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Right to Repair is a no-brainer. You - not corps - should have the right to decide whom you trust to fix your stuff, even (especially) when it's "smart" and an unscrupulous repair could create unquantifiable "cyber-risk."

And yet...*dozens* of state R2R bills were defeated in 2018, thanks to an unholy coalition of Big Ag, Big Tech, and consumer electronics monopolists like Wahl. That supervillain gang reassembled to fight and kill still more bills in 2020/1.

pluralistic.net/2021/05/26/nix

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It's part of the long trend in which all levels of government make policy based on what serves the interests of the rich and powerful, not the people they serve.

2014's "Testing Theories of American Politics: Elites, Interest Groups, and Average Citizens" (Cambirdge University Pree) quantifies this phenomenon:

cambridge.org/core/journals/pe

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"Economic elites and organized groups representing business interests have substantial independent impacts on U.S. government policy, while average citizens and mass-based interest groups have little or no independent influence."

Right to Repair advocates never lost hope. May's "Nixing the Fix" report from the FTC establishes a factual record in support of the right to repair across many sectors, but especially agricultural equipment.

pluralistic.net/2021/05/07/pro

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Big Ag is a particularly odious repair troll, and John Deere is its standard-bearer. The company has been trying to felonize farmers' repairing their own tractors since at least 2015:

web.archive.org/web/2015042817

They told the US Copyright Office that farmers don't own their tractors - because tractor firmware is copyrighted, it is licensed, not sold, and farmers must abide by the company's license terms.

wired.com/2015/04/dmca-ownersh

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At the same time, Deere started pushing the insulting story that farmers are yokels, too stupid to fix their tractors. This despite Deere's long history of turning farmers' modifications of their equipment into money-making features in new tractors.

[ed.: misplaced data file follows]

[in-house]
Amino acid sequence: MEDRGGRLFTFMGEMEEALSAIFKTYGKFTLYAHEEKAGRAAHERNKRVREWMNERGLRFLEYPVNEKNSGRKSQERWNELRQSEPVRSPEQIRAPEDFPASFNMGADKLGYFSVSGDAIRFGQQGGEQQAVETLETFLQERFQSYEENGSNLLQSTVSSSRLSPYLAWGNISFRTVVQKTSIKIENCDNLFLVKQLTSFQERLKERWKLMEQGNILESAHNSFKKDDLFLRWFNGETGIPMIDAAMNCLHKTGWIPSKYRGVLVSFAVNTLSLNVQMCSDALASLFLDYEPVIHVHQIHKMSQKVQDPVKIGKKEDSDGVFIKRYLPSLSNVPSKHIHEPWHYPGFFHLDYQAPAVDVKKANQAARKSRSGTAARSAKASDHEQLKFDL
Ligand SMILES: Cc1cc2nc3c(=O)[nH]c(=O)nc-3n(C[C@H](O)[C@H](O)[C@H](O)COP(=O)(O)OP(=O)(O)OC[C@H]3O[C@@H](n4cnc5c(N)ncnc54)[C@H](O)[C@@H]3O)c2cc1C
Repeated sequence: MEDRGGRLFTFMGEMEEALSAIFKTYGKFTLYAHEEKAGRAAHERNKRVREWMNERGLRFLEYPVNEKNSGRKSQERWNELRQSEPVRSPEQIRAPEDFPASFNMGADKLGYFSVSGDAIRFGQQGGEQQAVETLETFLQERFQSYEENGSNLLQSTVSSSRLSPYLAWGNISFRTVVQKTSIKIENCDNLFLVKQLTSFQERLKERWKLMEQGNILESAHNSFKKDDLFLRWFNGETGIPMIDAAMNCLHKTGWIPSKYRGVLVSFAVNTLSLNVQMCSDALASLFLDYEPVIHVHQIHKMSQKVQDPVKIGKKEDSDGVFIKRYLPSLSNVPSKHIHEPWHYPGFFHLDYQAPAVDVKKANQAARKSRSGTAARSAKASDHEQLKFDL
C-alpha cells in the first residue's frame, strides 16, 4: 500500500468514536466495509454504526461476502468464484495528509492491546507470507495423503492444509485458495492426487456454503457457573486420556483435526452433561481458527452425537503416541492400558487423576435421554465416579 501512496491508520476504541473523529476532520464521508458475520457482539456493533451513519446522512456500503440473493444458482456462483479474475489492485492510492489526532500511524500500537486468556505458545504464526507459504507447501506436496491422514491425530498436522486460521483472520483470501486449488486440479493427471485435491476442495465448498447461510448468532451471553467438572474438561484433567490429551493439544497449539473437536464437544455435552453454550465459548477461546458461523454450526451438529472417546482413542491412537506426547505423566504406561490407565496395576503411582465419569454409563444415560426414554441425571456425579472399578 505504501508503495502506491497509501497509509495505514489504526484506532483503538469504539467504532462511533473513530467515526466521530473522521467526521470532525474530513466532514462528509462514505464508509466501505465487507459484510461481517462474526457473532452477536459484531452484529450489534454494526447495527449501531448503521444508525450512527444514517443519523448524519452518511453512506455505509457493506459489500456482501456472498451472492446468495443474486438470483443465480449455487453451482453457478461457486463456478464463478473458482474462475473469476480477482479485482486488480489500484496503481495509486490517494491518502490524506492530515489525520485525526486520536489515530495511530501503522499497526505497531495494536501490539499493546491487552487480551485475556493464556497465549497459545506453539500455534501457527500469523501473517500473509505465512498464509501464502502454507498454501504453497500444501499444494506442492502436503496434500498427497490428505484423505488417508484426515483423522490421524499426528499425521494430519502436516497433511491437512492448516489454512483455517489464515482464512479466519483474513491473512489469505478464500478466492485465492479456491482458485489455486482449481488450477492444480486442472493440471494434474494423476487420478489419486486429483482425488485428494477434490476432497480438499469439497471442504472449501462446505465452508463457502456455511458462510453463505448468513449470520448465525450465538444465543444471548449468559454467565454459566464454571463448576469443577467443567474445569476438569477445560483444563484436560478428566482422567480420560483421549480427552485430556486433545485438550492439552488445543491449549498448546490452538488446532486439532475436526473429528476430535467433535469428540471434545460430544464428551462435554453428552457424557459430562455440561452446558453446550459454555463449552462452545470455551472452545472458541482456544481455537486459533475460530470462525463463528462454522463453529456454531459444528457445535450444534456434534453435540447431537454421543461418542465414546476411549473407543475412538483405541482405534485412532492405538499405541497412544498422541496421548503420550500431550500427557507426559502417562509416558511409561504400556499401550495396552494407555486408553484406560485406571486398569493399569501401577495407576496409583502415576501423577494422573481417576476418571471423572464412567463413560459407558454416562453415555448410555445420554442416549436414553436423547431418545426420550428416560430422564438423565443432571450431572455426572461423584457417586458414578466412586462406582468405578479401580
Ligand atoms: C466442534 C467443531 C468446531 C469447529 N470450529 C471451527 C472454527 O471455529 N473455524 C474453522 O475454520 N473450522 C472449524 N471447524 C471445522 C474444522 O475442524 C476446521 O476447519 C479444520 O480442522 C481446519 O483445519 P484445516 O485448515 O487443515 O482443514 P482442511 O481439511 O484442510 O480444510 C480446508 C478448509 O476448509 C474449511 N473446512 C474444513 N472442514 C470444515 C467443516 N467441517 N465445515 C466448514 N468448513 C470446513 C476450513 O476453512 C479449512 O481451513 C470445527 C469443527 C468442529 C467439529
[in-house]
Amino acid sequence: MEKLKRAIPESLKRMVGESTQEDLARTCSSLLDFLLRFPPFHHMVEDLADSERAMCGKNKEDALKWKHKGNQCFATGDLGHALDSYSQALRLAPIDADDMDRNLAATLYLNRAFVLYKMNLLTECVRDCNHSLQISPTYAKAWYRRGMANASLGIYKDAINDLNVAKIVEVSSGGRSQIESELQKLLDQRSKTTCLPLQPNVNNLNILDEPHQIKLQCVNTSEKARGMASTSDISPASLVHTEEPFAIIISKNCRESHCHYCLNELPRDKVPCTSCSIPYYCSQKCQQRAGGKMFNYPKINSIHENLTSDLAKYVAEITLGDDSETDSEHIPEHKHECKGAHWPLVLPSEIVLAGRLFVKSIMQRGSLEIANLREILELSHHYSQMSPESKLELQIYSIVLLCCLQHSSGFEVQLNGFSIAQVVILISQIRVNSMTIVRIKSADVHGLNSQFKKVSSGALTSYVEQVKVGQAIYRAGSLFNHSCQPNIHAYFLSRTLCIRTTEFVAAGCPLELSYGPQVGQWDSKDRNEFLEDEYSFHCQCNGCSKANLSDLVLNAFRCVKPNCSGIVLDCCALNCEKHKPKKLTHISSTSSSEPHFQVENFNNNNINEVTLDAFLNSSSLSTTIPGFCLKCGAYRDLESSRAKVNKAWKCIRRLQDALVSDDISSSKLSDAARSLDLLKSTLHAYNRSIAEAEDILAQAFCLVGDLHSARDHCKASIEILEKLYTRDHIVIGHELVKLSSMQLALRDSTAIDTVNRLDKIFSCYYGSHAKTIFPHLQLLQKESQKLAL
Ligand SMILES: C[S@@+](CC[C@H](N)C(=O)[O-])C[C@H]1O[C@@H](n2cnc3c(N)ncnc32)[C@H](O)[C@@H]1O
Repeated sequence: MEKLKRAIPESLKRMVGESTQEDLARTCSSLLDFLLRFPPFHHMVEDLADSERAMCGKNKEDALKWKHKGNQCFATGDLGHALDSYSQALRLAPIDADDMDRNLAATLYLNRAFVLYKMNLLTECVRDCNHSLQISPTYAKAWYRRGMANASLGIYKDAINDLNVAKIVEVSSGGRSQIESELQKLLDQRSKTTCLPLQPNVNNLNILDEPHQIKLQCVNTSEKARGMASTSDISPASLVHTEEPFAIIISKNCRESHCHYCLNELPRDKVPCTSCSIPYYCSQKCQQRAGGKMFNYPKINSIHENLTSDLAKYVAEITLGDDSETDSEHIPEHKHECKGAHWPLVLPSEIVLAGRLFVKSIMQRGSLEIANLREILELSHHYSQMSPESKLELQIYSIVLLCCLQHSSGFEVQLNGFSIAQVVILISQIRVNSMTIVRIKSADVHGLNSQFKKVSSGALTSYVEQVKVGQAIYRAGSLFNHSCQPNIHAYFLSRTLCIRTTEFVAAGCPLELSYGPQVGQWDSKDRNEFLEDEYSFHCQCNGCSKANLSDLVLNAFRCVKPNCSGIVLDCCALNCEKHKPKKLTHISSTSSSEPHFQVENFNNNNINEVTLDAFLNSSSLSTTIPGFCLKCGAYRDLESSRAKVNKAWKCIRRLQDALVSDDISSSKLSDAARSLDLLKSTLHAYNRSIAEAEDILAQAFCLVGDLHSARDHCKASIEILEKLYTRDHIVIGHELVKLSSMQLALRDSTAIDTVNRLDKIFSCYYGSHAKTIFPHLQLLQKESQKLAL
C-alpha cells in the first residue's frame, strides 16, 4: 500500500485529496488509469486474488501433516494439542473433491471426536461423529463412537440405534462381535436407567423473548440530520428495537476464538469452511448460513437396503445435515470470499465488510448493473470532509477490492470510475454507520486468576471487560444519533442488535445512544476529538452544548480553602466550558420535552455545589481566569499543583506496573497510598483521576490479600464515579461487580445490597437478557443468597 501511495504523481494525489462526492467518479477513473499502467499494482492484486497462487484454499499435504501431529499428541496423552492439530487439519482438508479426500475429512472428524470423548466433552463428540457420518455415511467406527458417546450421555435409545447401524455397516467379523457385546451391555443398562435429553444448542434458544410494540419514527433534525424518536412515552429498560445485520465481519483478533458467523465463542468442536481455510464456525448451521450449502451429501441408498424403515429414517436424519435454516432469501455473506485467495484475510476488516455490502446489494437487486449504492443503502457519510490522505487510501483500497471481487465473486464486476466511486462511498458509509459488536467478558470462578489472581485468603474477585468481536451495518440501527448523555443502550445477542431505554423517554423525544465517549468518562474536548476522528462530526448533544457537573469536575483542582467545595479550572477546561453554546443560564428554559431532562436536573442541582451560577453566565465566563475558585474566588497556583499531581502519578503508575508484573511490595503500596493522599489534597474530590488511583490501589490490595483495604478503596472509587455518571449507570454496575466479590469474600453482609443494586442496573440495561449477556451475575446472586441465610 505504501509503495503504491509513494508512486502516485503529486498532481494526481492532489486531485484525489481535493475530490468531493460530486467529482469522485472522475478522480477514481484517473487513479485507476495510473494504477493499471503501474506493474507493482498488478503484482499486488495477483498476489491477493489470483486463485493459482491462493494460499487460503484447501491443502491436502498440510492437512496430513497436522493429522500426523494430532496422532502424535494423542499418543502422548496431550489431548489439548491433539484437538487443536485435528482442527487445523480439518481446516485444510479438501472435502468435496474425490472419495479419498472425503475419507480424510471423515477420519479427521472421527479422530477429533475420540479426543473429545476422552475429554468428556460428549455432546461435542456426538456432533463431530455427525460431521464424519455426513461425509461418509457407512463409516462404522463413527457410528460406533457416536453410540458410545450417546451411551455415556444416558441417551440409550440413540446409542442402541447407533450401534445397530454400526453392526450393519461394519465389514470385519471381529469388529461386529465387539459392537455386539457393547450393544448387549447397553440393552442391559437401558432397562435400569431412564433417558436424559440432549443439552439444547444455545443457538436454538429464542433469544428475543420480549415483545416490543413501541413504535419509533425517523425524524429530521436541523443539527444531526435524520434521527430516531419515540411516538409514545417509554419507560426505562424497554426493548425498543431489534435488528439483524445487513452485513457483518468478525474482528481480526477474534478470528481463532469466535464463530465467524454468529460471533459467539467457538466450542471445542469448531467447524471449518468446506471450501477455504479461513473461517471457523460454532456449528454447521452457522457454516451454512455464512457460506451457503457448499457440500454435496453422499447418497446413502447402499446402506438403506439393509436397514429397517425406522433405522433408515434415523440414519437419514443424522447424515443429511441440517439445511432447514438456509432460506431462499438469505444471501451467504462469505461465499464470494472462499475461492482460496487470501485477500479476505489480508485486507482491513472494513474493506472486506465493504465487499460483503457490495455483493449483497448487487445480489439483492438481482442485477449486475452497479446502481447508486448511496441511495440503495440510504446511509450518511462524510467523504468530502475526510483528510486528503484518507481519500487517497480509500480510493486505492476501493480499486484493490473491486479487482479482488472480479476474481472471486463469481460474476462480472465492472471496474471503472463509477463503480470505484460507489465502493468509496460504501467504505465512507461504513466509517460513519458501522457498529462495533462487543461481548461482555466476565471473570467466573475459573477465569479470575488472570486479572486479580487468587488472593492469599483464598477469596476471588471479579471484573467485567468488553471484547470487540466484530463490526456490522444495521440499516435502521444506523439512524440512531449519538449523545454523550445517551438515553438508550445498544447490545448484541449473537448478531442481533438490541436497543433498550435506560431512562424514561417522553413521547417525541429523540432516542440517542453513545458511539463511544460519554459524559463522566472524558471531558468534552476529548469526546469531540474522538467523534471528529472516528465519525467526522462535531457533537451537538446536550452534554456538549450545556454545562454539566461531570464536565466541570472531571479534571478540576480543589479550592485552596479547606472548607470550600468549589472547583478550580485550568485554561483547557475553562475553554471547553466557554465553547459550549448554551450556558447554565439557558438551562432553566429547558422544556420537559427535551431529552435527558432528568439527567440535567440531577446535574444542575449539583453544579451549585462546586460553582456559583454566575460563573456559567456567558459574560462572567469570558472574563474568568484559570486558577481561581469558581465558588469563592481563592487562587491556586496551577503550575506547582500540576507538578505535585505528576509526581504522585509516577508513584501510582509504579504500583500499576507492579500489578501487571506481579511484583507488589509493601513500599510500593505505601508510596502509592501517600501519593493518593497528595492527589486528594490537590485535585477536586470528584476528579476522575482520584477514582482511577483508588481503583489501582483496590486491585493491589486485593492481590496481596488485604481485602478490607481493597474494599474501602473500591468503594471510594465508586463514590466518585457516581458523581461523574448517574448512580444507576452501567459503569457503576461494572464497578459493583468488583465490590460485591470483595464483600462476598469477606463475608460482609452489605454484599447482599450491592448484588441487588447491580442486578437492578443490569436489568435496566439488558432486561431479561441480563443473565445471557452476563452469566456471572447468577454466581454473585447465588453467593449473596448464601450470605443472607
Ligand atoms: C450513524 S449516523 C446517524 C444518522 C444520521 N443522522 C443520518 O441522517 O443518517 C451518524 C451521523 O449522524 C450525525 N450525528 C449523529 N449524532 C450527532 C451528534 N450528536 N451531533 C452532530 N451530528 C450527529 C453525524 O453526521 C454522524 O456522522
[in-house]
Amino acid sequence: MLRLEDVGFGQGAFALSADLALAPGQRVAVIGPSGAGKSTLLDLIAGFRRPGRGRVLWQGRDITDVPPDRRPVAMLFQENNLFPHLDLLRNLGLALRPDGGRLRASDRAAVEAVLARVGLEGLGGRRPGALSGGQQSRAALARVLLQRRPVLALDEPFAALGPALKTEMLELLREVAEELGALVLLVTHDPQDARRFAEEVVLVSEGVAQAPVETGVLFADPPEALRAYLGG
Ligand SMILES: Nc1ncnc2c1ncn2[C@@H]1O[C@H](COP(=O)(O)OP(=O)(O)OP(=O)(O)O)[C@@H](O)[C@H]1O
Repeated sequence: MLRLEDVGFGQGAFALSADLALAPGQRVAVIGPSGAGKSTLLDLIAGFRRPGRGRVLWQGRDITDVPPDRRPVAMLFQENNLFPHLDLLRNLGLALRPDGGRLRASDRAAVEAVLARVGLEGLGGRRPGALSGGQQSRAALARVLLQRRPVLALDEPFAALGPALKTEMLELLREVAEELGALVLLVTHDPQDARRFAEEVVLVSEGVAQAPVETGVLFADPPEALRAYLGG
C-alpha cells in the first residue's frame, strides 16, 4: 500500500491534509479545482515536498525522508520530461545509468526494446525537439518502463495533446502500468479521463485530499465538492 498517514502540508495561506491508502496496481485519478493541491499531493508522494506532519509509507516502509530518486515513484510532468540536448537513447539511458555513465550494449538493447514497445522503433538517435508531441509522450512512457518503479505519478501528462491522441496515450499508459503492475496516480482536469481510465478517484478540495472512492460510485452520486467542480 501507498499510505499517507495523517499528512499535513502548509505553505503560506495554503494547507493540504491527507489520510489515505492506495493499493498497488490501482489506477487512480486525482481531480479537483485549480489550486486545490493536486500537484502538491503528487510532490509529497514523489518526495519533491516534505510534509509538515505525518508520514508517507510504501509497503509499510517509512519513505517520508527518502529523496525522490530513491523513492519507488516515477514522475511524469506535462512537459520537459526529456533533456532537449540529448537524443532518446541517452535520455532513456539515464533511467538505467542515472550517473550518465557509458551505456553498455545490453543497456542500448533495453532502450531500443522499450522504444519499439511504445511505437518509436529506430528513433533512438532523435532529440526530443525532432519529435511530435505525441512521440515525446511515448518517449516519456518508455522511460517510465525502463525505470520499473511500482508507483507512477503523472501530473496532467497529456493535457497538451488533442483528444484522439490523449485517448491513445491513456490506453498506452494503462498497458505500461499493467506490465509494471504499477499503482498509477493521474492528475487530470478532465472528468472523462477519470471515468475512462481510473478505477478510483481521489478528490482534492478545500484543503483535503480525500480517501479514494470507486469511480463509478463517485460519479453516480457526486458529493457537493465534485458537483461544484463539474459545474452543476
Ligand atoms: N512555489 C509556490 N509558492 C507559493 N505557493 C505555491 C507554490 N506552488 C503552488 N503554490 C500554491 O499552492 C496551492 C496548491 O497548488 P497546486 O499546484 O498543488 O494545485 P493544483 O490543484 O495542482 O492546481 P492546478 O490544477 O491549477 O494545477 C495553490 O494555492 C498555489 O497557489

securityledger.com/2019/03/opi

Farmers have been fixing their own gear literally since the dawn of civilization, hacking their own plows.

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Every farm has a workshop, because when you're at the end of a country road and there's a hailstorm coming, you need to bring in the crops, not wait for a repair tech.

Deere's arguments that independent repair will expose America's food supply to cyber-risk are equally hollow, because Deere has some of the *worst* cybersecurity of *any* industry - winning the infosec race to the bottom.

pluralistic.net/2021/04/23/rep

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Despite Deere's lobbying, patronizing and FUD, the right to repair has - finally - triumphed.

Today, the Biden administration announced an executive order directing the Department of Ag and the FTC to develop R2R rules for agricultural equipment!

vice.com/en/article/epn5mk/bid

The fight's not over yet. The devil is in the details, those rules the FTC and Ag develop.

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But with superheroes like Lina Khan running the FTC, there's reason to believe that we're going to get good, evidence-based and fair rules.

This is *huge*, a massive vindication for R2R activists and their long, tireless struggle.

Image:
Cryteria (modified)
commons.wikimedia.org/wiki/Fil